Paths - John o'Groats Trail

February 2018

TBI members stride out with a purpose

Julian Paren writes

Last year a number of people contacted Transition Black Isle about the poor state of local paths and cycle tracks.  Further enquiries revealed a group happy to undertake some footpath maintenance while enjoying a walk together.  Two months later on Sunday 18 February the first meeting of the group, a twenty-strong party, armed with pruning saws, loppers, secateurs and strong gloves arrived by bus at North Kessock Pier for the 11 km walk back to Munlochy.

The plan was to walk a section of the newly created John o’ Groats Trail.  The trail starts from Inverness, passes over the Kessock Bridge, and continues in 14 stages to John o’ Groats.  The first stage ends at Culbokie and the group planned to walk half of it. The John o’ Groats Trail website describes each stage of the route with detailed mapping.

Jay Wilson, the mastermind and co-ordinator of the John o’ Groats Trail, joined the group for the walk.  The Black Isle section has been fully way-marked.  Parts of the trail are new and link established footpaths, and Jay had negotiated rights of access to produce a logical route. An important aspect of the walk was to ensure these new links were clear of encroaching vegetation.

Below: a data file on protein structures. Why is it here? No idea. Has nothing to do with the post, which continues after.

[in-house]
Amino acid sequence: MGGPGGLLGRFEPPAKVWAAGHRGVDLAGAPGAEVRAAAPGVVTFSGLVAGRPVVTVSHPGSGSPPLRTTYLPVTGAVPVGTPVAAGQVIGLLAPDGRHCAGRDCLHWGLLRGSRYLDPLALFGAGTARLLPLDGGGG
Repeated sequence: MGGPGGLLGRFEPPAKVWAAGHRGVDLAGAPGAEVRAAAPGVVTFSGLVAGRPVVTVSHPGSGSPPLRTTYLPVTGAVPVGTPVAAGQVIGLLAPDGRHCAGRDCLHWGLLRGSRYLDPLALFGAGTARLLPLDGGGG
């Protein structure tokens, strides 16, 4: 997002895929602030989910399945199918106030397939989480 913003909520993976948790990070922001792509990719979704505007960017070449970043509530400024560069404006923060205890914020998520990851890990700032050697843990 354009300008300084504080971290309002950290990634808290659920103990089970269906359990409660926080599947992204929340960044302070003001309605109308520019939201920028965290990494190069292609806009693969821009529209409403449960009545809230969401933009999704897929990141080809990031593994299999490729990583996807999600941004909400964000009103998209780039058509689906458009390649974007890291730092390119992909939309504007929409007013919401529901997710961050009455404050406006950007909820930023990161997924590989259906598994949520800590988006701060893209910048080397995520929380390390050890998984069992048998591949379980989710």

Sunday was a beautiful day and it seemed no one was in a hurry until gorse, broom, overhanging branches and minor obstacles were cleared.  Lunch was spent overlooking Loch Lundie while some cleared a blocked path nearby, forgoing the break.  The final tasks of the day were to add additional signs to a “high-tide” diversion by Munlochy Bay and clear gorse from a new section that replaces a tidal footpath below Bayhead.


For those who want a good quiet 11 km walk with no hazards, this walk is highly recommended, and the return can be made by bus.

Before and during the walk, many suggestions were made of where the group should focus its next activities.  Paths in Spittal Wood, Fairy Glen, Bogallan Wood, Agnes Hill and Swallow Den, the A9 underpass at North Kessock, and Avoch-Fortrose railway line were all put on a list.

The group plans to meet monthly and would welcome new active members and champions who could “Adopt-a Path” especially those where access is becoming difficult through neglect.  The walk was great fun, and a real difference was made.

For future activities and to be kept informed by e-mail please contact Julian Paren at Transition Black Isle.

Some of the group enjoying the sunshine during a pause along the way


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We are part of the rapidly expanding worldwide Transition Towns movement. The Black Isle is a peninsula of about 100 sq miles ENE of Inverness in Scotland, UK.